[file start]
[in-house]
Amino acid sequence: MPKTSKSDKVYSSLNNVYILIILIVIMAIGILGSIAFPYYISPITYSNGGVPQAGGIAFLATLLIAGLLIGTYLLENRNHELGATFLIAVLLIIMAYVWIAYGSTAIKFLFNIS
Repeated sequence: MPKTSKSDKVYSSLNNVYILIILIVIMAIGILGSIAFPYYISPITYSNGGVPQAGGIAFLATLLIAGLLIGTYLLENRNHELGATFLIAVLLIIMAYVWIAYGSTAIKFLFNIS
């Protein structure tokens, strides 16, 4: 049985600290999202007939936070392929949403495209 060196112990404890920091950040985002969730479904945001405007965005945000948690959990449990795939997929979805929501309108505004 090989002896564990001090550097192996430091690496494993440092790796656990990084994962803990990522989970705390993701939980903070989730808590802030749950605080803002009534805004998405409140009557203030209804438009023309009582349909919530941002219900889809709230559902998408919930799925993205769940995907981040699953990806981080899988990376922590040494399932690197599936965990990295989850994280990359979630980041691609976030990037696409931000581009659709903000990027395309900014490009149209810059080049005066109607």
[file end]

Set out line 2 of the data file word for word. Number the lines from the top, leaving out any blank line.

Amino acid sequence: MPKTSKSDKVYSSLNNVYILIILIVIMAIGILGSIAFPYYISPITYSNGGVPQAGGIAFLATLLIAGLLIGTYLLENRNHELGATFLIAVLLIIMAYVWIAYGSTAIKFLFNIS